Michael Oren is the prominent historian and Israeli ambassador to the United States. His 2015 memoir Ally: My Journey Across the American-Israeli Divide remains timely and illuminating. He writes in his Free column “A war against the Jews” (November 20):
This war is not simply between Hamas terrorists and Israelis. It is a war against the Jews.
The insight began with the international media’s coverage of the conflict. Again, it wasn’t the press’s insistence on calling mass murderers “militants” or citing Hamas and its “Health Ministry” as a reliable source. For close to fifty years—as a student activist, a diplomat, a soldier, a government and military spokesman, and, above all, as a historian—I’ve grappled with the media’s bias against Israel. I’ve long known that the terrorists are “militants” solely because their victims are Jews, and only in a conflict with Israel are terrorists considered credible.
Instead, it was the media’s predictable switch from an Israel-empathetic to an Israel-demonizing narrative as the image of Palestinian suffering supplanted that of Israelis beheaded, dismembered, and burnt. It was the gnawing awareness that dead Jews buy us only so much sympathy.
In fact, there is probably a formula. Six million dead in the Holocaust procured us roughly 25 years of grace before the Europeans refused to refuel the U.S. planes bringing lifesaving munitions to Israel during the Yom Kippur War in 1973. Fourteen hundred butchered Jews bought us a little less than two weeks’ worth of positive coverage.
Europeans, it’s long been said, never forgave the Jews for the Holocaust. Their guilt was collective and their antisemitism no longer socially acceptable. What a relief many of them felt when it became de rigueur to call Israel’s treatment of the Palestinians Nazi-like. Similarly, haters of Israelis can’t forgive them for being massacred by Hamas terrorists on October 7, and were relieved when, on October 19, they could go back to vilifying the “colonial apartheid state.”
October 19—that was the date of the al-Ahli Arab Hospital incident. Hamas claimed that an Israeli bomb hit the hospital and killed 500 civilians. Again, there was nothing new about Hamas blaming Israel for atrocities that never happened and counting as dead the many who didn’t die. What was unprecedented was the speed at which the world accepted this triple lie—not a hospital but its parking lot was struck by a Palestinian rocket, not an Israeli bomb, killing far fewer than 500. Nevertheless, reflexively, the world imputed evil to Israel.
Within hours of the al-Ahli bombing, both Israel and the United States revealed the truth behind it. Still, almost no one in the media apologized. A full week after the explosion, The New York Times was still bringing in “experts” to intimate Israel’s guilt. After all, the paper was subtly telling us, Israel is perfectly capable of bombing hospitals and, despite the overwhelming evidence to the contrary, possibly bombed this one as well.
What was previously an inkling became, October 19, an epiphany. It marked the moment when I finally peered behind the headlines and recognized their ancient, vicious, core….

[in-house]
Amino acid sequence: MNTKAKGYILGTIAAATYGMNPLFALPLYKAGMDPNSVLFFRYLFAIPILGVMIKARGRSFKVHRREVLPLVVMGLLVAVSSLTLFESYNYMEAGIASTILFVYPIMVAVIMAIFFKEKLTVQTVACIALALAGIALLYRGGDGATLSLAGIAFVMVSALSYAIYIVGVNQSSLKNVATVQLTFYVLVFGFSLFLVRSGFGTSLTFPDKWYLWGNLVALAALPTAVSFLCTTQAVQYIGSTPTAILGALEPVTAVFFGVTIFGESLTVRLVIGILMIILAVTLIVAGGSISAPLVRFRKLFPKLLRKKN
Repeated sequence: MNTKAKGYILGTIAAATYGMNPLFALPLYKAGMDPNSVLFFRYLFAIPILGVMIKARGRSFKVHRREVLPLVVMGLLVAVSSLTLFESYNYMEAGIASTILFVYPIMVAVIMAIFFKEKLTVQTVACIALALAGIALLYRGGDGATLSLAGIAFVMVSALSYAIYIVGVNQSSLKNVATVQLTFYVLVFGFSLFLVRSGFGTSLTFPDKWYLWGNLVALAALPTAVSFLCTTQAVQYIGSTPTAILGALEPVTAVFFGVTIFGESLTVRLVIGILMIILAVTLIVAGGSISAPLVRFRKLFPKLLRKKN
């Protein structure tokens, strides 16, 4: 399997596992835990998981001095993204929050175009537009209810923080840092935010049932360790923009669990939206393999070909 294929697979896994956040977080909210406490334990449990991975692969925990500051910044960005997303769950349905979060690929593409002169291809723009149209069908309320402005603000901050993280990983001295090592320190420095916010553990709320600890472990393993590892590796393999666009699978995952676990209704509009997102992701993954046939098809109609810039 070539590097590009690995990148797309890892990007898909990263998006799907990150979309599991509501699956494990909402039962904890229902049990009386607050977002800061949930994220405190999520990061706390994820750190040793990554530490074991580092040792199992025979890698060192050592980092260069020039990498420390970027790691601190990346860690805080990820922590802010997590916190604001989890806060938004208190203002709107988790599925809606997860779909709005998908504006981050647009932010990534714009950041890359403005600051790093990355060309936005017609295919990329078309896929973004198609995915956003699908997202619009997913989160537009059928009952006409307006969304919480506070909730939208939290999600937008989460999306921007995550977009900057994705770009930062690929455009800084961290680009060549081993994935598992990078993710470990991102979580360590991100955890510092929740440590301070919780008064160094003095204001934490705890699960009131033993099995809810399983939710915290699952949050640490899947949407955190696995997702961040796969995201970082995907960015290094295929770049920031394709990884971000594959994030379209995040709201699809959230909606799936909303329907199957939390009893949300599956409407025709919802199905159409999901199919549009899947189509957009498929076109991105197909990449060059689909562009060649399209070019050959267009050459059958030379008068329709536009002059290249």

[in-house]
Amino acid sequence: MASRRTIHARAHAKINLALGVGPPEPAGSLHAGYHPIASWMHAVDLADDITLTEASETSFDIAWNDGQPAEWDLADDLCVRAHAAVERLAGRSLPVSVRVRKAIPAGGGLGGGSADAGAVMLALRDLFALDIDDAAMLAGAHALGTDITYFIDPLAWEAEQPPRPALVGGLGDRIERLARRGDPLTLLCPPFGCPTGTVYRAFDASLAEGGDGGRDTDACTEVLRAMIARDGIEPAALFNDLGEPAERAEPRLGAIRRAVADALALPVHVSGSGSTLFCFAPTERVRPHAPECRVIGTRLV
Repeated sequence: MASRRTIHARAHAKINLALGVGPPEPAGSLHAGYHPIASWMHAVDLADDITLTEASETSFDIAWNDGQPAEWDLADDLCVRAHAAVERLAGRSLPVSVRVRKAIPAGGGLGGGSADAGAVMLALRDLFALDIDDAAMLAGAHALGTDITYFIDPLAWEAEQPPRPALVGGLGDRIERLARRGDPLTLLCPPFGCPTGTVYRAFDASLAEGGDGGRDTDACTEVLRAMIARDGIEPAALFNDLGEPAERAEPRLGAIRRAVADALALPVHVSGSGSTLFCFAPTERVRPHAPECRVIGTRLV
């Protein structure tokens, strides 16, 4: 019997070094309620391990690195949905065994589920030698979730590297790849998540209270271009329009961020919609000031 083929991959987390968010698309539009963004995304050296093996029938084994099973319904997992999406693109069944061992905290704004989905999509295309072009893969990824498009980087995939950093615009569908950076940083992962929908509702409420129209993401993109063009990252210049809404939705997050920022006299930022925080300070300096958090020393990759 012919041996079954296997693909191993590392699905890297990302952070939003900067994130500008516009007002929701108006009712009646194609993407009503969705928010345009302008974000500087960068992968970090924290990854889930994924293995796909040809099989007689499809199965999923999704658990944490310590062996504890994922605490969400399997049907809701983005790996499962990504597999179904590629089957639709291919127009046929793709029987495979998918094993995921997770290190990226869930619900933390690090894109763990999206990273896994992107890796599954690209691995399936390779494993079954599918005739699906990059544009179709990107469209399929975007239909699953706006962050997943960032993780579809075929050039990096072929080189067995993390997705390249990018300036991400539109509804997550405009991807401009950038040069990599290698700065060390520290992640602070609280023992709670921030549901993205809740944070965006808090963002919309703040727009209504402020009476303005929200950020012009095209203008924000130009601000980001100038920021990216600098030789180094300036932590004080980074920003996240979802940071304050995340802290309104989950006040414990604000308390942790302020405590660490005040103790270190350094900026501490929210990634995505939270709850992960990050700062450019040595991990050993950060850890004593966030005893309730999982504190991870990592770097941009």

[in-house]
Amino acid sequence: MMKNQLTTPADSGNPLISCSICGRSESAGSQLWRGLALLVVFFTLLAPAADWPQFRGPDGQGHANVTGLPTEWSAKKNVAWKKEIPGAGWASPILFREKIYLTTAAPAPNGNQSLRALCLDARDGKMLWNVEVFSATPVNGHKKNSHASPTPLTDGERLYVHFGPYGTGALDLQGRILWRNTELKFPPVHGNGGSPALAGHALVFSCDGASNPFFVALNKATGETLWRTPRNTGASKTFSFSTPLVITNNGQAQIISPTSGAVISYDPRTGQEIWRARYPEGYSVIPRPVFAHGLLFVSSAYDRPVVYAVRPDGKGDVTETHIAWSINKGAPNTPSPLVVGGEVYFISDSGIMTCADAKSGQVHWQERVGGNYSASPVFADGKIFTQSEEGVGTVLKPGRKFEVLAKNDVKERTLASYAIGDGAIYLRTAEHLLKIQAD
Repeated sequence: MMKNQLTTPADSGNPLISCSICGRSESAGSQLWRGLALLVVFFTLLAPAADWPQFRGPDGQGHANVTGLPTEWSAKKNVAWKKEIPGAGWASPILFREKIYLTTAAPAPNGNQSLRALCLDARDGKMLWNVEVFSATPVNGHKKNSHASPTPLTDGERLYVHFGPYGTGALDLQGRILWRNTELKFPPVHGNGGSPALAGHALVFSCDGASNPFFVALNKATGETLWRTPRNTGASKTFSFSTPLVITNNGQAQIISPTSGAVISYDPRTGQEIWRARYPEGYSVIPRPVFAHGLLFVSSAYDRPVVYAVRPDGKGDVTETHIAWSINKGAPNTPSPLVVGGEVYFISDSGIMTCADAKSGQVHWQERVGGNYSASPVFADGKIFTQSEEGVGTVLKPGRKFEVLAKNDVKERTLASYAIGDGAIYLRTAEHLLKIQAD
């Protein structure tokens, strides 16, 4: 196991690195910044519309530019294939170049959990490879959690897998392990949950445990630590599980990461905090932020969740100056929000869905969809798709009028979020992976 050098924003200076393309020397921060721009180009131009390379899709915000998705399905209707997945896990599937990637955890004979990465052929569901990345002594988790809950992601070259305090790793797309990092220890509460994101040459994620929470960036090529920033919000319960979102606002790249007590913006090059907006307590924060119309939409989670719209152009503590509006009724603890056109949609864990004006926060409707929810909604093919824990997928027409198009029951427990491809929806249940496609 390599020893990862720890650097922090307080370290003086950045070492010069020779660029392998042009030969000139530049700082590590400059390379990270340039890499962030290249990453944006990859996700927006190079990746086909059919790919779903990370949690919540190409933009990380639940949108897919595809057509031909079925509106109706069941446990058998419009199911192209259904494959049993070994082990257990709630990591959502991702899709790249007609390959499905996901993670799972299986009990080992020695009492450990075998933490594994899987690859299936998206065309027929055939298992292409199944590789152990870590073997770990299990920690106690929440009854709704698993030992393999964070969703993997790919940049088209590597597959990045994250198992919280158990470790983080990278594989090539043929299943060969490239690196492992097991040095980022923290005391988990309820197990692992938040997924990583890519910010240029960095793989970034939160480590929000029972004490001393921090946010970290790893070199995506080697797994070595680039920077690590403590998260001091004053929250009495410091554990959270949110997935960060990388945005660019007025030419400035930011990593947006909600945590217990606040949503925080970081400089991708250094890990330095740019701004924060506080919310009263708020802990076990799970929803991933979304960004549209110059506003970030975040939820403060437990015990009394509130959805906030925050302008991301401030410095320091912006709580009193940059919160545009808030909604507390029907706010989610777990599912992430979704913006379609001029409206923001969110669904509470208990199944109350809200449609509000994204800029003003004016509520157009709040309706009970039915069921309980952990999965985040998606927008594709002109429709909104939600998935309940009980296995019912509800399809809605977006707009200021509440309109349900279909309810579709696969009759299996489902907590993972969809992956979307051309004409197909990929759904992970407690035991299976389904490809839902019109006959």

Oren continues further down in the column:
[T]he humanitarian crisis in Gaza is purely Hamas’s fault. As a deputy minister in the prime minister’s office, in 2017–18, I was tasked with improving living conditions in Gaza. I learned how Hamas used Gaza’s water pipes to make rockets and dug tunnels under the aquifer and drained it. I learned how Hamas diverted electricity to illuminate its underground bunkers and drastically limited the supply of basic commodities to the population, keeping it dependent on the terrorists. I learned that, when it came to Hamas, everything I knew about human decency was irrelevant.
These are my responses to the journalists. They listen but are seldom, if ever, convinced. Much of the press, I’ve learned, has internalized the ultimate antisemitic myth: that Jews just have it coming.
Accordingly, Noam and Yishai Slotki who, waking up to the news of the attack on October 7, instinctively put on their reserve uniforms and left their families to fight only to die and be buried side by side in Jerusalem—according to much of the media’s interpretation of this war, both Noam and Yishai deserved it. By the same token, Tamar Kedem-Siman Tov, a community activist, who, together with her husband and three beautiful children, was gunned down by Hamas, got her comeuppance.
The media is both a mirror and a disseminator of ideas, its two-way function incalculably amplified by the internet. So, the assumption of Jewish guilt and Palestinian innocence permeates the petitions signed by Hollywood stars and Starbucks workers that scarcely mention Hamas’s unimaginable crimes while emphasizing Israel’s imagined ones. So, the image of Jews as both child-killers and God-like in their powers translates into accusations that Israelis actually enjoy murdering women and children, deliberately targeting journalists, and crucifying the pure and powerless Palestinians. The notion that we Jews have it coming to us informed the letter, signed by more than 30 Harvard student organizations, claiming that Hamas’s barbarism “did not occur in a vacuum,” and that “the apartheid regime is the only one to blame.” Not coincidentally did UN Secretary-General Antonio Guterres open his October 23 speech to the Security Council by asserting, “the attacks by Hamas did not happen in a vacuum.”